This whole step takes a long while, and is often happening in tandem with the other steps below. I also get bored easily, so this is the step where I will write silly jokes into patch notes to keep myself amused. It doesn't work.
Step 3: DetailsEven the best commit notes rarely contain the specifics players want to know about. So every patch I figure out which skills, items, mods and whatever else has changed and go through them one-by-one in-game to jot down the starting and new values. This is the step I dread the most, particularly because it is very easy to miss something like a mana cost change at gem level 1, and also because balance changes are frequently ongoing, so anything I note down may change the next day.
This is not helped by the fact that what many things are called in-game are not what they're called in our game files, and sometimes there are things in our game files that have the name of other things in-game. For example, if I try to spawn the Vulnerability curse gem, I will get the Despair curse gem. So, often I have to solve a little puzzle before I can unlock the "reward" of Balance Information.
Step 4: Translation and CorrectionsBy the time we publish our patch notes, they're typically somewhere between 7000 and 14000 words long, and almost certainly riddled with typos, errors and out-of-date information. Thankfully, we have a QA team who have had to manually check all these changes, and a team of translators who have to read all these patch notes for the sake of translation anyway.
Typically a few lovely people from QA will make their way through, looking for obvious errors and omissions, and leave notes for me to correct. Meanwhile, our wonderful translators are carefully going through each note and turning it into something their audience can read. Did you know our patch notes are translated into eight different languages? Our translators are also exceptionally good at checking names, spacing, capitalisation and whatever else of our myriad game terms, and leave plenty of notes for me to go through and fix up.
Step 5: PATCH NOTES DAY! Publishing and GriefBefore we can publish out patch notes, they need to be formatted. On Patch Note Day, our Community Manager Natalia spends a few hours doing this, because she's a masochist. The end result is really nice, though, so, thanks Natalia! Also, Web Developer Rieko recently made a tool to help with formatting, as well as posting massive lists of data like mod changes. Thanks Rieko!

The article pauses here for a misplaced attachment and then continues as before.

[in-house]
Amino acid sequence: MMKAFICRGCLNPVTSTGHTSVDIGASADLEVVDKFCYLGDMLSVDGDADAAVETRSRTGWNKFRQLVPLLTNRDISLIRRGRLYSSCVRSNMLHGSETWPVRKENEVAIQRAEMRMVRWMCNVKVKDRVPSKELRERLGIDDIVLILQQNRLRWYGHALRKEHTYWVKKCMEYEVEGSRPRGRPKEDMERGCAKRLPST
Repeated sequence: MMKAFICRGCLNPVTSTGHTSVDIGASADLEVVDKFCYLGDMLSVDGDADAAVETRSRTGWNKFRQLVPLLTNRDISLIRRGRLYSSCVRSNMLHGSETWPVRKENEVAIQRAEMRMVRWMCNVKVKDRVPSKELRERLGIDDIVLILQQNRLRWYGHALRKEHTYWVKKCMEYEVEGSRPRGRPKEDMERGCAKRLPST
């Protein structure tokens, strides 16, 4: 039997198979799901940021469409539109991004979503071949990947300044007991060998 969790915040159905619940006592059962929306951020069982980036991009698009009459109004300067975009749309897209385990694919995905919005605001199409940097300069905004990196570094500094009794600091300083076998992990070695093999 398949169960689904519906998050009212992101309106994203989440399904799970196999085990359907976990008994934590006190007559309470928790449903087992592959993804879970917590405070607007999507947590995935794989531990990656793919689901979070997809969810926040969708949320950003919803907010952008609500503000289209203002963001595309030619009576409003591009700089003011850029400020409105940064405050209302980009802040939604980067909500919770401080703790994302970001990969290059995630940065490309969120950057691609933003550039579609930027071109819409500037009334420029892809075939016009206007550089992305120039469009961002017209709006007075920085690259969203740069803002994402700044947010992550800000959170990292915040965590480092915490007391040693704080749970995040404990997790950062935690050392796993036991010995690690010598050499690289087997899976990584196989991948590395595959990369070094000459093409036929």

Meanwhile, Community Director Bex ("Director", so fancy!) spends the day posting teasers, memes and generally trying to keep the community appeased, like a monkey dancing for scraps in a bazaar, except the scraps are upvotes (Bex is still a monkey).
Once all the formatting is done, we try to publish all the languages simultaneously and sit back and relax.
Because of the sheer volume of changes in each patch (and definitely not because of any amount of ineptitude on my part), we usually miss a few things, and players (and other developers!) are more than happy to tell us. So, often the rest of Patch Note Day is spent receiving messages from people who tell me all the things I've missed, and then me telling Natalia all the things she needs to update.
Step 6: ForgetWriting patch notes, like breaking a bone, or eating too much mexican food, is traumatic. Not long after each major patch's notes are published, I forget how terrible the last few weeks of combing through commits was, and continue to work on other things, blissfully ignorant of the next looming Patch Notes Day on the horizon.
From start to finish, the major patch notes for each expansion takes something around 80 hours to collate, write and publish, not including the other people involved. I've been doing them since patch 3.0.0, which means I have spent half a working year just doing patch notes.
So there you have it. Now you know what goes into the patch notes. Now, you too, are cursed.
I know there is one burning question that remains unanswered: PATCHNOTESWHEN?
January 12 PST. That is patchnoteswhen.
on Dec 28, 2020, 11:11:10 PM
Grinding Gear Games